What if we told you that the very makeup you use to cover your blemishes could actually be triggering them in the first case? Yeah, it’s the hard truth many of us are still coming to terms with. Thankfully, we spoke to several skin experts about how to stop these skin woes in their tracks. Read on.
Preventing breakouts from makeup (also called “acne cosmetica,” according to Certified Dermatology Physician Assistant, Jamie Kim) goes a little (skin) deeper than just wearing less of it. It’s all about the kind of products you’re using – or not using.
To put it simply: Comedogenic products are bad news when it comes to your skin. “They clog up the skin pores, which, if not cleaned properly, can lead to acne breakouts and blemishes,” explains Dr. Dele-Michael to Lively.
That’s not to say that comedogenic products should take all the blame for breakouts though. There are other factors to consider as well.
“Blemishes and breakouts can happen to anyone even if they are not using makeup (or skincare) hormone fluctuations, excess oil production, exposure to hot humid environments, as well as genetics can influence whether you break out,” says Cosmetic Chemist Ron Robinson of BeautyStat.com.
Steer clear of any of the ingredients found on this list, as explained by Dr. Yoram Harth, a Board-Certified Dermatologist and Medical Director of MDacne.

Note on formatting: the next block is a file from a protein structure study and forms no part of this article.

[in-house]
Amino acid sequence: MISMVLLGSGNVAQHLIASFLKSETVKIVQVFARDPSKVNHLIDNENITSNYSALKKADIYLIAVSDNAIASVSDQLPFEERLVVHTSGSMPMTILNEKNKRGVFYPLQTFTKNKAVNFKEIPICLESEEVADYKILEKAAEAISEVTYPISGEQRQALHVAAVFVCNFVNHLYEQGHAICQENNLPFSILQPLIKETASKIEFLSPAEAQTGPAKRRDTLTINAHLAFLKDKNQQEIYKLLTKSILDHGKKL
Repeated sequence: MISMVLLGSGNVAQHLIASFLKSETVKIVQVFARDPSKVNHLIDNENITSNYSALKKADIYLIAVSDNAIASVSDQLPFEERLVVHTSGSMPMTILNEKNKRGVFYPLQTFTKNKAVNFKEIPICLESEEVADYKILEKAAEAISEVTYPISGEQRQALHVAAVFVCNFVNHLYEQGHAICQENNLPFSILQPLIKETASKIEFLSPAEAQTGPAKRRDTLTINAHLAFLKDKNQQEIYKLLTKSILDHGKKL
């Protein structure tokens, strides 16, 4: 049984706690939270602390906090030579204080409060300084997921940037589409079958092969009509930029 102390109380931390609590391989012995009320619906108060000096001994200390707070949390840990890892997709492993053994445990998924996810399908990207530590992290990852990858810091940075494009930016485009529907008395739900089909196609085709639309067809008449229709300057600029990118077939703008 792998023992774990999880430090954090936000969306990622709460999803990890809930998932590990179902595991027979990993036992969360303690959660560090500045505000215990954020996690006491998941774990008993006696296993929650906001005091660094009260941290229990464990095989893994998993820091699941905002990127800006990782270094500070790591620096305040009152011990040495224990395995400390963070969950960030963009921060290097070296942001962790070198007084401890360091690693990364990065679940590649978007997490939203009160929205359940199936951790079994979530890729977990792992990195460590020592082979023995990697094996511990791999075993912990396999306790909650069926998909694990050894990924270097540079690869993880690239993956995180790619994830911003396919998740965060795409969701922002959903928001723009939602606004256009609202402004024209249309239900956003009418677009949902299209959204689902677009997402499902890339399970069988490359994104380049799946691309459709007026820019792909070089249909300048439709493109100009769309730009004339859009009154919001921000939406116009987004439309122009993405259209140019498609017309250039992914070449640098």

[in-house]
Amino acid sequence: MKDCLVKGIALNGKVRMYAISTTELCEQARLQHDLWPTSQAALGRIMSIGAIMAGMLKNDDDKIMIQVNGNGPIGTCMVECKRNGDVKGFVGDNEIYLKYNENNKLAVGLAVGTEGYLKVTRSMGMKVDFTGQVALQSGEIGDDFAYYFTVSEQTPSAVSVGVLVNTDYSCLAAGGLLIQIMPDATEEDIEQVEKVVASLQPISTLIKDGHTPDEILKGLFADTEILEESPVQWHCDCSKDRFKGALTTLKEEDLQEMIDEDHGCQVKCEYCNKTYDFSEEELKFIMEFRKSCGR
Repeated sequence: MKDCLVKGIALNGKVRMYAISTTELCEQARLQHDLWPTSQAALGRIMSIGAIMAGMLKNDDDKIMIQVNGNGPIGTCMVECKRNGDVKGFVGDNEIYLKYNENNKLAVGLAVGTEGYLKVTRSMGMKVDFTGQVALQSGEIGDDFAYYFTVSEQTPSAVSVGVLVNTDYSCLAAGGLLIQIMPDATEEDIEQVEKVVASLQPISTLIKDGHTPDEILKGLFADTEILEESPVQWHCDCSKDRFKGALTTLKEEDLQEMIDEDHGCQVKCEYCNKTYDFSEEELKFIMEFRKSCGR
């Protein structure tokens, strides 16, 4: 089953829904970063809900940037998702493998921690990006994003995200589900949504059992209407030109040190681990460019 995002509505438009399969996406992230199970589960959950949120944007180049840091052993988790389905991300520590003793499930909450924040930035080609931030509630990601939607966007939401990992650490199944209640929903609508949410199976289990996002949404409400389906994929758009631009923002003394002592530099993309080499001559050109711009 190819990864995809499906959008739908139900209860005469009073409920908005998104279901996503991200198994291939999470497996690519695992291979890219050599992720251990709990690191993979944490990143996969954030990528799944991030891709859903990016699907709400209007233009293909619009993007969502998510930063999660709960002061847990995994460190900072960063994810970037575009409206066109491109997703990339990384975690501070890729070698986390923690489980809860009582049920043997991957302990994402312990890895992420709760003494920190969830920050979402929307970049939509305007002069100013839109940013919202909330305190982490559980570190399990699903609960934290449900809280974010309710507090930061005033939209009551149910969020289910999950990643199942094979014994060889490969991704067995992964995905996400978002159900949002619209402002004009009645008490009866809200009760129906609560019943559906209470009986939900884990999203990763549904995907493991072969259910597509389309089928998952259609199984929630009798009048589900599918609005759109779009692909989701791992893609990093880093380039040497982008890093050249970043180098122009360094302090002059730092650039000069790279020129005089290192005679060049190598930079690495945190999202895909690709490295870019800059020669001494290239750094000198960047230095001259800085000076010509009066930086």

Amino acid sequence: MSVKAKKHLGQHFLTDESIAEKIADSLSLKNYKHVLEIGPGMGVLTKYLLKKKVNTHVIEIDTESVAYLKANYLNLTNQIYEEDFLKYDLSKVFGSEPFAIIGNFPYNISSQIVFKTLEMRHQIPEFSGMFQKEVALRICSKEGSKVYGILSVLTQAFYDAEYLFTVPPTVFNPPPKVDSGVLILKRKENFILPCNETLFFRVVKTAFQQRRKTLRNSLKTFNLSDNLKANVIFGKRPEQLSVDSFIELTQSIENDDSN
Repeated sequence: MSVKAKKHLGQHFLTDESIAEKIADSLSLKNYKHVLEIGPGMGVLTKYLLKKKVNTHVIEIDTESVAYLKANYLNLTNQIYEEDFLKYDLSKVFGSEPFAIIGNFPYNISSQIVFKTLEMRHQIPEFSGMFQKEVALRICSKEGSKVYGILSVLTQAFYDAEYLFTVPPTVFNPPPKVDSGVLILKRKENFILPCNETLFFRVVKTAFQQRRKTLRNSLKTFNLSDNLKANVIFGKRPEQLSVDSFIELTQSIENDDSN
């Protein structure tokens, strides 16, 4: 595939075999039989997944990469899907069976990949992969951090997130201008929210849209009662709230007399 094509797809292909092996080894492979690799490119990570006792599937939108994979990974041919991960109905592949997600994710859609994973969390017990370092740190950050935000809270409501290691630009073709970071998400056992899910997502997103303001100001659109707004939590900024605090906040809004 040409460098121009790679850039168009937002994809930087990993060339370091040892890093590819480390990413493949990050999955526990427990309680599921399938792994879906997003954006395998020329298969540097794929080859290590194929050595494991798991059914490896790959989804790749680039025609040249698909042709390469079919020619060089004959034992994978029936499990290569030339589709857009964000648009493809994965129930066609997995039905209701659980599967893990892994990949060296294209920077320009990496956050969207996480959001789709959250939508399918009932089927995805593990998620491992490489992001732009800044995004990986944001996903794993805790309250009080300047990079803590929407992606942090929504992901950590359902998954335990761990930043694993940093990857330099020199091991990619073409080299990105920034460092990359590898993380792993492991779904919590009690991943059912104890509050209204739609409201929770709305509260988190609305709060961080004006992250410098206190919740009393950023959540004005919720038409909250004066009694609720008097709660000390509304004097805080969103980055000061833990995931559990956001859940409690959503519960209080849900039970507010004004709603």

Benzaldehyde: “This is an artificial fragrance used by some makeup producers. As with other fragrance, it can clog the skin pores.”
D & C Red: “D & C Red is a synthetic dye produced from petroleum or coal tar frequently used in color cosmetics. Although some of these colors are not allowed for use anymore (D & C # 19) You can still find others on labels (D & C Red 3, 30, 36,40, 27.) The worst are numbers 27 and 40, as they are highly comedogenic and should never be used by people with acne-prone skin.”
Isopropyl Palmitate: “Isopropyl Palmitate is a fatty acid that is frequently used in tinted moisturizers and is four on the comedogenic scale. When looking for non-comedogenic makeup, check the label and try to avoid it.”
Acetylated Lanolin: “Lanolin is the skin oil (sebrum) of sheep. In the past, lanolin was frequently used in cosmetics and skincare to moisturize and soften the skin. Unfortunately, lanolin is highly comedogenic and can cause more skin breakouts. (Other names for lanolin include acetylated lanolin alcohol, ethoxylated lanolin and PEG 16 lanolin and solulan 16)."
Algae Extract: “This ingredient is OK for anti-aging products in women with dry skin. That said, when used in concealers or other makeup products, it can clog skin pores and cause more acne.”
Almond Oil: “Almond oil is an excellent ingredient to be used on the hands and body. However, when used on the face of acne-prone people, it can clog pores and cause more breakouts and flare-ups.”
Ethylhexyl Palmitate: “Ethylhexyl Palmitate is used by some well-known makeup producers. It’s also a fatty acid that is rated 4 on the comedogenic scale. This ingredient is a common cause for clogged pores."
Lauroyl Lysine: “It is commonly included in face powders and clogs skin pores.”